If you want to give a handmade card that will touch their hearts, an Easel Card made with the Wonder of Christmas stamp set will do the trick. Since an Easel Card stands up on its own so nicely, your card is likely to be displayed instead of getting lost in a pile of cards.
The Wonder of Christmas stamp set from Stampin’ Up! is a great addition to your Christmas stamp sets. It retires with the Holiday Catalog, and is only available through January 3rd–although they could sell out sooner than that. You can see another card made with Wonder of Christmas in this post: Angel Card.
Supplies and Tools used in this card include: Wisteria Wonder, Soft Sky, and Shimmery White Cardstocks, Softly Falling Embossing Folder, Delicate White Doily, and Soft Sky Enamel Shapes. The angel was colored with a Blender Pen and Inks, then cut with a Stitched Shapes Framelits. The sentiment was also cut with a Stitched Shape Framelits, which sold out so quickly that Stampin’ Up! doesn’t expect them to be available to order again until January 16th.
Easel Cards are easy to make, and make a great impression. This card is the typical size for a handmade card, 4-1/4″ x 5-1/2″, in portrait mode. But you can make one in landscape mode, make it larger or smaller, some are even made in different shapes: Squares or circles are both popular.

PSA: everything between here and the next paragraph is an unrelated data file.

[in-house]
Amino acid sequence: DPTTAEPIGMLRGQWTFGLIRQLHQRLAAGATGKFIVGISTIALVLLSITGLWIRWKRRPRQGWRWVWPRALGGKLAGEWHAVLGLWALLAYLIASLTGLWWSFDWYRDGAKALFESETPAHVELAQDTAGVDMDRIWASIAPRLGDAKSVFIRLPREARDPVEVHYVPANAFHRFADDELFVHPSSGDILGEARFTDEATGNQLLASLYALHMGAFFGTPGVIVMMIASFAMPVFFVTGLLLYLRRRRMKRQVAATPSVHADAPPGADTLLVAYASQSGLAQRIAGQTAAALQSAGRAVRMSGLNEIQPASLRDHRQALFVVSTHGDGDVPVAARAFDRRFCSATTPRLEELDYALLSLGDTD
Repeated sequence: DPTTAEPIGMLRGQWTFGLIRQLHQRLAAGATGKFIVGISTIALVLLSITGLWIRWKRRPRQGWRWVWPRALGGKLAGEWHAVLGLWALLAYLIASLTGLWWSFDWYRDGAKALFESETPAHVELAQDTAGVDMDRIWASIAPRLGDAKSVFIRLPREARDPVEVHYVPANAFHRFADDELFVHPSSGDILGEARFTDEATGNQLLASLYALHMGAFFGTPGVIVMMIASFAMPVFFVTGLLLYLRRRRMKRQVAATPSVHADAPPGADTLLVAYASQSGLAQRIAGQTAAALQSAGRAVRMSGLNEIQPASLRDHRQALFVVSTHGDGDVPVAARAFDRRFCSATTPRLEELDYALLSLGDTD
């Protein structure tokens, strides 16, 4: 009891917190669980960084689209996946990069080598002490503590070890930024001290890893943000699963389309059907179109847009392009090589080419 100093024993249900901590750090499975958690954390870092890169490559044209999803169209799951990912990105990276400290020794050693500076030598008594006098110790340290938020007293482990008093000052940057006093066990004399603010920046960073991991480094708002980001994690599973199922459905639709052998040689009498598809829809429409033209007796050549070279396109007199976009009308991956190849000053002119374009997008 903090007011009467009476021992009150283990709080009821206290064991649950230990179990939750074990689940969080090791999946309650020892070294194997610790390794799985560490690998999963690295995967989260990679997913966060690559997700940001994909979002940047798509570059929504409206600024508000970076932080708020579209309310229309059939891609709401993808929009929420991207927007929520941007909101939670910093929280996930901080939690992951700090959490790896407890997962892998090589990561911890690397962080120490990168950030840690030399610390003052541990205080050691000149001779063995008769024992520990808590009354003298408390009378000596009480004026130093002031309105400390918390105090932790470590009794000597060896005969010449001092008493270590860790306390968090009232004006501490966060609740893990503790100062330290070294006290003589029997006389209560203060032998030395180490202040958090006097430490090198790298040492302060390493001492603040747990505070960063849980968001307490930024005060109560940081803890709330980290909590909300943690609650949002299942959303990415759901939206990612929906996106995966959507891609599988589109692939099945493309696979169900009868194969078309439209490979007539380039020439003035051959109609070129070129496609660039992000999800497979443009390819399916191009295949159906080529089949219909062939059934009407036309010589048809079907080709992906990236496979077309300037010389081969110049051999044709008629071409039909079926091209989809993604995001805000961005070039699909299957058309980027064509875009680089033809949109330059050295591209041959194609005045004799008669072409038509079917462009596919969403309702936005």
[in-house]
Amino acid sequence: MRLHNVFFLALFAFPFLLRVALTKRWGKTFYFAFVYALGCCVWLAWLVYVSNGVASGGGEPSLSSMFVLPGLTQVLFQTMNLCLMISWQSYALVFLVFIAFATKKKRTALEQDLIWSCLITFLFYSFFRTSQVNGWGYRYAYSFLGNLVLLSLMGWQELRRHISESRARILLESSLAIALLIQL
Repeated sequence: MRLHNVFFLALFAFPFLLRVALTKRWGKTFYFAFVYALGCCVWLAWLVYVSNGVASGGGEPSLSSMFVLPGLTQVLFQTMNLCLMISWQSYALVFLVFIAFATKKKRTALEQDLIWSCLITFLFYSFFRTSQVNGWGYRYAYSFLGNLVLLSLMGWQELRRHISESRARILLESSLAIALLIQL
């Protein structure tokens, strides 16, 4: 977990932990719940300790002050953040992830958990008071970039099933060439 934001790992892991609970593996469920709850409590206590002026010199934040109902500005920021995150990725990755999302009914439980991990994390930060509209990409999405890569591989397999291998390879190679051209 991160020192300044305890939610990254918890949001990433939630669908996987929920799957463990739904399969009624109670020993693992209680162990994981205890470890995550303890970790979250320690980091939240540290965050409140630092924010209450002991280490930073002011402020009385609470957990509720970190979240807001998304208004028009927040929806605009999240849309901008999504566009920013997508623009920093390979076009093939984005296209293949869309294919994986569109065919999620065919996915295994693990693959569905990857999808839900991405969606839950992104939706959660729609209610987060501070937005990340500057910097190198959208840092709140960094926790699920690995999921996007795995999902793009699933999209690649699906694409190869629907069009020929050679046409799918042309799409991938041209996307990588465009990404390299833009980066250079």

Here’s what you need to know to make an Easel Card like this sample.
- Cut the card front 4-1/4″ x 5-1/2″.
- The card base is always cut twice as long as the card front, in this case 4-1/4″ x 11″.
- The base is scored in the middle, and at half the length of one end. The score lines here are at 2-3/4″ and 5-1/2″.
- Make a valley fold on the 5-1/2″ line, and a mountain fold on the 2-3/4″ line.
- Add adhesive to panel A, then adhere the top half of the card front to that panel, leaving the rest of the card front unattached.
- Decorate the card front as desired, then provide a “stop” for the easel. You can use an embellishment or a piece of cardstock on Dimensionals.
- In this case, I wanted the “stop” piece to blend into the background of the front, so I used more of the Soft Sky Cardstock, embossed with the same Gently Falling Embossing Folder. I could have just used the oval sentiment piece by itself for a “stop,” but I thought it would be more distracting on the Wisteria Wonder card base than on Soft Sky. I used to make really elaborate “stops,” but as I refine my design skills, I pay attention to keeping the artwork the focal point.
Here’s an example of a square Easel Card, with a more ornate “stop.” It blends in with the rest of the card nicely, but does tend to split my attention between the focal point and all the stuff on the “stop.”
Leave me a comment and let me know if these instructions are clear enough, or if you’d like me to create a video–it’s so much easier to learn from a video. I’d also like to know what you think of the two different styles of “stops.” Which do you like better and why?
I hope you’ll try making a handmade Easel Card with Wonder of Christmas, or any other stamp set you want to show off!